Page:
Working with the plants in a respectful way and honoring their friendly spirits can increase the potency of the medicine you make as well as promote successful crops and business. Many cultures traditionally work with the plants in a prayerful way.
Three simple steps to harvest plants consciously are:
- Center yourself. Take a few deep breaths to calm your mind and body. Release any anxiety or sense of urgency about what you are doing. Be still and focus on your breathing until you feel calm and relaxed. Feel happy to be outside enjoying the healing gifts of nature.
- Connect with the plants. Gaze over the plant community where you want to gather. Speak your intention (for example) “ We are here today to gather the herbs that want to be made into a healing botanical oil for us to share with our families and community. Those that want to join our project make yourselves apparent to us.” Offer a gift of tobacco, a song, a prayer of thanks, or whatever is meaningful to you in advance for the plant’s service of enriching your life.
- Stay calm and connected. Go to the plants that attract you the most. Gather with thoughts of peace, beauty, and health in your mind. Continue with a prayerful attitude through all the steps of herbal medicine making.
- Collect only abundant species of native and nonnative plants that grow wild in your area.
- Never gather all you see. Be respectful of the animals that live there. Leave some of the flowers to re-seed the area.
- Have a sensitivity to the natural world. Walk gently on the earth and gather respectfully with thoughts of wellness, beauty, and peace. Enjoy being in nature.
- Be a steward of the land you are working with. Pick up trash and dispose of it properly.
- It is illegal to harvest in wilderness areas, state and national parks. Obtain permission from private land owners.
- Many states have restrictions on which plants you may harvest.
- Learn which plants are endangered. United Plant Savers is a nonprofit education corporation dedicated to preserving native medicinal plants. They have many useful books and posters.
- Gather seeds and cuttings. Never collect all the seeds, and don’t dig up all the roots.
- Once you’ve grown your own plants from wild seeds put a few plants back in the wild to restore their population.
I use gathering baskets when harvesting herbs and have used lightweight trash cans and grain bags when gathering seeds. Wear light-colored long sleeve shirt and long pants, hiking boots, sun hat, cotton gloves. Be sure to be prepared for any weather changes and take appropriate water and food.
To harvest the leaves of edible and medicinal herbs you will need scissors and a gathering basket. Gather the leaves of the plants early to mid summer when you see flower buds forming but before they bloom. At this time most of the plants healing power are in the leaves. The best time of day to gather is mid morning after the dew has left the leaves. Usually you can get 2-3 cuttings per season. Using scissors or simple garden shears, you can either select specific stems to cut or give the whole plant a trim by cutting the stem about 6″ from its base or 1/3 of the plant. Cut high enough up on the stem to leave some green leaves left so it can continue growing.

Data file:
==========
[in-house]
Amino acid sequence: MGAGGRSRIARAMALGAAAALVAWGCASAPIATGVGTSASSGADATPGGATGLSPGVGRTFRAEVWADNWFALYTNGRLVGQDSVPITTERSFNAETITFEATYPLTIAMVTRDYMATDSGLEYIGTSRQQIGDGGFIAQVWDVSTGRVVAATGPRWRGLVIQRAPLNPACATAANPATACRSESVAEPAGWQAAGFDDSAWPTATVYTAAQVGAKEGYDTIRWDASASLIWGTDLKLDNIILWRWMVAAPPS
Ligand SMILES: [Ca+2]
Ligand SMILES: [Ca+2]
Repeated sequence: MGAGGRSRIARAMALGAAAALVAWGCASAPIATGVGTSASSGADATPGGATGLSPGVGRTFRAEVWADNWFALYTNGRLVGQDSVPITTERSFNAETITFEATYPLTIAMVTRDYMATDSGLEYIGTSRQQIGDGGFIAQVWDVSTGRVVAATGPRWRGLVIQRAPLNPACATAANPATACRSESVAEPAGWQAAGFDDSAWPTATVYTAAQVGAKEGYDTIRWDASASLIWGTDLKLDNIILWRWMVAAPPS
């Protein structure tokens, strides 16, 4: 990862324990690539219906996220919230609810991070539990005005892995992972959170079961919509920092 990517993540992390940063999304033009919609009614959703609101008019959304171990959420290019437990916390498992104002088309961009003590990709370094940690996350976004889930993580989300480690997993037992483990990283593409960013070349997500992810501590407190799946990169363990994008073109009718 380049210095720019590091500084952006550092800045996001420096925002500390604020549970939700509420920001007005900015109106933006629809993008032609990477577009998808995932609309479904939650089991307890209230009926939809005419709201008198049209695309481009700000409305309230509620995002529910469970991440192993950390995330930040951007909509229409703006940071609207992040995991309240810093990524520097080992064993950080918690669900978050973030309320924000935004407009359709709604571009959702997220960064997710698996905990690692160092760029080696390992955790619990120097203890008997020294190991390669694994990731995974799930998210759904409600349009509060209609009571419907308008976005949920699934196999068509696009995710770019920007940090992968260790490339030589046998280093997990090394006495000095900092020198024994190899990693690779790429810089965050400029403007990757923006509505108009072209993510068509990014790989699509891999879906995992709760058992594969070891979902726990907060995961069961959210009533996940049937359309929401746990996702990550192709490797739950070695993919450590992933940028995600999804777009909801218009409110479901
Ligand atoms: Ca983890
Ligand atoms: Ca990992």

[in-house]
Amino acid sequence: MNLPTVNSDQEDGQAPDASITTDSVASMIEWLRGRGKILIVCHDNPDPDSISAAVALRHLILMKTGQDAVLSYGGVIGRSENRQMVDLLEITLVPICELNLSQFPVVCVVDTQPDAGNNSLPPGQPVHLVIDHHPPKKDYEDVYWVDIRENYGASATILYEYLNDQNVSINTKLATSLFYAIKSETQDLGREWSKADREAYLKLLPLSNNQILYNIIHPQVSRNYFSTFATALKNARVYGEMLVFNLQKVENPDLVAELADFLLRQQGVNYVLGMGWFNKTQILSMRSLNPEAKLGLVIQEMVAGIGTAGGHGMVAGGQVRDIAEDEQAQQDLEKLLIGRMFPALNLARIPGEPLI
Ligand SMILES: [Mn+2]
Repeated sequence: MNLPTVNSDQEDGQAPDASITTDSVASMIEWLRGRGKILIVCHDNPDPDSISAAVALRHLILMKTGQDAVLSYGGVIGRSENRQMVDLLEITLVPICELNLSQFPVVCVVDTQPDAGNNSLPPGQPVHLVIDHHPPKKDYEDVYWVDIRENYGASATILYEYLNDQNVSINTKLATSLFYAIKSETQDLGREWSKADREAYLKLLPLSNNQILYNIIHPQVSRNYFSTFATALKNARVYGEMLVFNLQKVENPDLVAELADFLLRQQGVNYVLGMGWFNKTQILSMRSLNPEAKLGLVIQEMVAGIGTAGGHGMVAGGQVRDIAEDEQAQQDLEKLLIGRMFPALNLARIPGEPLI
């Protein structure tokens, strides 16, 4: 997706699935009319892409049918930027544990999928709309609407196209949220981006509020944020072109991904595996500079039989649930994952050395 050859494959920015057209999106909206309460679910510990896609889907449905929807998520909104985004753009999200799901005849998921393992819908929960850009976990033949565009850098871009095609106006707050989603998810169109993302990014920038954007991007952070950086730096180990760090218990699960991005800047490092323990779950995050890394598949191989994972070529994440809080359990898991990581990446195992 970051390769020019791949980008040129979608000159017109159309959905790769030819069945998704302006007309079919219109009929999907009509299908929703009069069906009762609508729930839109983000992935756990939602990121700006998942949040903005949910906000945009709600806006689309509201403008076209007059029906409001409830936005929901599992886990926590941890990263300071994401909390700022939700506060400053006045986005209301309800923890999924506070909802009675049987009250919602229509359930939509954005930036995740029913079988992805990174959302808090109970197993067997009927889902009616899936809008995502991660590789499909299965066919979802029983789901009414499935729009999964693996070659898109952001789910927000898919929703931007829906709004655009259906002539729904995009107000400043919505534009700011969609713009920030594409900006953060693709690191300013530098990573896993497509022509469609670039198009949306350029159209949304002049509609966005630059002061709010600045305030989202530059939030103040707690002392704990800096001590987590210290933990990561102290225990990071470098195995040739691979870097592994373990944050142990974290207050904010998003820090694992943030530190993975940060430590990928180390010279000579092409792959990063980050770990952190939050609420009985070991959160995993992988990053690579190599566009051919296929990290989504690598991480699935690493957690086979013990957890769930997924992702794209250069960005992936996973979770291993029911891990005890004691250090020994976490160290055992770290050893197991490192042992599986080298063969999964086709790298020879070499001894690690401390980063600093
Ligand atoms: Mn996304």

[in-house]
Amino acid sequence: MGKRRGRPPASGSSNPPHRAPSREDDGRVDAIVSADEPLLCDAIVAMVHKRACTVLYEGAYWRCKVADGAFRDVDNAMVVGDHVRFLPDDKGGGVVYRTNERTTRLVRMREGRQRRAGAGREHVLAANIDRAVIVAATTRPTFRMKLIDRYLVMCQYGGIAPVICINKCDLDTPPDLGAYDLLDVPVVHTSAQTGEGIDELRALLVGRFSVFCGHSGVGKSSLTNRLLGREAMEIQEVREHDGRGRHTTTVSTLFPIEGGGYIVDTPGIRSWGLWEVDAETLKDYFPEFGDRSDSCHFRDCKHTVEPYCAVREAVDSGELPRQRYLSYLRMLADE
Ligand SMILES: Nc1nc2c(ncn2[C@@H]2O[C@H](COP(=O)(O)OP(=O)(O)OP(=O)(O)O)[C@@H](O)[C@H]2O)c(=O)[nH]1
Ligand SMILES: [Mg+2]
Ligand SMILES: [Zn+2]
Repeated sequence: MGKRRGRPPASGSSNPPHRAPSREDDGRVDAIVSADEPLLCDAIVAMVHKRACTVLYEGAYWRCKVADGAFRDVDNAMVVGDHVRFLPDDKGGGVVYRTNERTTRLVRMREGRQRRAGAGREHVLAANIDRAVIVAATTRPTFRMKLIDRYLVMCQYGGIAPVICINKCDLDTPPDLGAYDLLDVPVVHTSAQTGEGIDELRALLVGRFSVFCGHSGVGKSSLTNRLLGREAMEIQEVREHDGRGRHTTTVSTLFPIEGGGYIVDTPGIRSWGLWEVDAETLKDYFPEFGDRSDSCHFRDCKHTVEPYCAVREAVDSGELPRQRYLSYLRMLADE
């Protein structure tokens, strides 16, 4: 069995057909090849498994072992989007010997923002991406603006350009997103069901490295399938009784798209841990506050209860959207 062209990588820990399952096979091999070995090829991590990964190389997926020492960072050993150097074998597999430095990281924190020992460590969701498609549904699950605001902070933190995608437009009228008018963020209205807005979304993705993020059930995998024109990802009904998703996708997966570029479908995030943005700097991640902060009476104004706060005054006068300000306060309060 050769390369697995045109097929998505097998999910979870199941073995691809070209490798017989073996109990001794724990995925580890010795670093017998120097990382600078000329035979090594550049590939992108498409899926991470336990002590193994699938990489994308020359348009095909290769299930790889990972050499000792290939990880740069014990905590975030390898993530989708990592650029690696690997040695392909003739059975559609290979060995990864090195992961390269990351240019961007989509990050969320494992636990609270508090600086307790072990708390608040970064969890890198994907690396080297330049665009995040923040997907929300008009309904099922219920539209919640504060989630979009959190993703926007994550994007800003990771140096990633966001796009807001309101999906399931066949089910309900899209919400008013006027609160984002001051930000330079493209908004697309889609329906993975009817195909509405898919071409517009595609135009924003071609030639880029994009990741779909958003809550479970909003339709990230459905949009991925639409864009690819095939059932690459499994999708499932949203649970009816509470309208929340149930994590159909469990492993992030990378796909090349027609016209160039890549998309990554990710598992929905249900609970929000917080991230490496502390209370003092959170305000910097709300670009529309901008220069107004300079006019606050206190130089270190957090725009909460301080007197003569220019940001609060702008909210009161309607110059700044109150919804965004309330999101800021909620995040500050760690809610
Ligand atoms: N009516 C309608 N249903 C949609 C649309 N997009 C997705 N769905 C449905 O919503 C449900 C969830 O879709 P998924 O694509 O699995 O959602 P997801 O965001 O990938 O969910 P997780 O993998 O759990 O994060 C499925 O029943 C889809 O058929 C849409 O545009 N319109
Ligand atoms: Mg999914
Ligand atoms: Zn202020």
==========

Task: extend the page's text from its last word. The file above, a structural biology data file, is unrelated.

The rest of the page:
To dry the leaves of herbs you will need yarn or string. Separate the fresh-cut plants into bundles that are about 1″ in diameter. Hold a bundle in your hand with the ends stacked together. Wrap the string around several times then tie in a knot. Leave a couple of inches of string at the ends so you can hang the herbs for drying. A free-standing wooden clothes rack works well.
Dry for 3-5 days in a clean, dark place. Be sure they are completely dried by testing the leaves. They should be crisp and easily fall off the stem when pulled. Crumble with your hands or for uniform size, place in a blender on low-speed for a few seconds. Compost the stems. Store the dried herbs in a glass jar in a cupboard for up to 1 year. Label and date for future use.
Gather flowers during the summer in the morning once the sun has evaporated the dew off the flowers. For low growing plants flower tops can be snipped at the base near the blossom stem and dried on screens or in baskets. For plants with lots of leaves and flowers, snip flowers and leaves 4″ from the plant base.
Tie in bundles by the stem, and hang upside down in a well-ventilated place. Drying usually takes 3-5 days. To test dryness, the flower head should snap easily from stem. Cut the flowers off the stems with scissors. Flowers can be stored whole or chopped. Store each flower type in its own container until ready to use. Label & date for future use.
Gather Seeds in late summer. Gather by cutting the plant when the seeds start to turn brown, often 1-3 weeks after flowering. Place inside a paper bag with stem tips hanging out. Fasten the stems and bag closed with string. When the seeds are completely dry, store in an airtight container. Label and date the herbs for future use.
Gather Roots in the fall. When the plant top starts to die back, loosen dirt around the plant with a garden fork being careful not to damage the root. Rinse dirt off the roots in a bucket of water.
Many roots can dry really hard and then are difficult to break into smaller pieces. It is best to slice the roots into desirable size prior to drying. After cleaning the roots, slice with a sharp knife. If you can reserve a knife and cutting board just for herbal preparations that is good. Dry the roots on screens or in baskets. When the roots are completely dry, store in an airtight container, label and date the herbs for future use.
To attend a class about Identifying and Harvesting Local Edible and Medicinal Plants email firstname.lastname@example.org or call 208-883-9933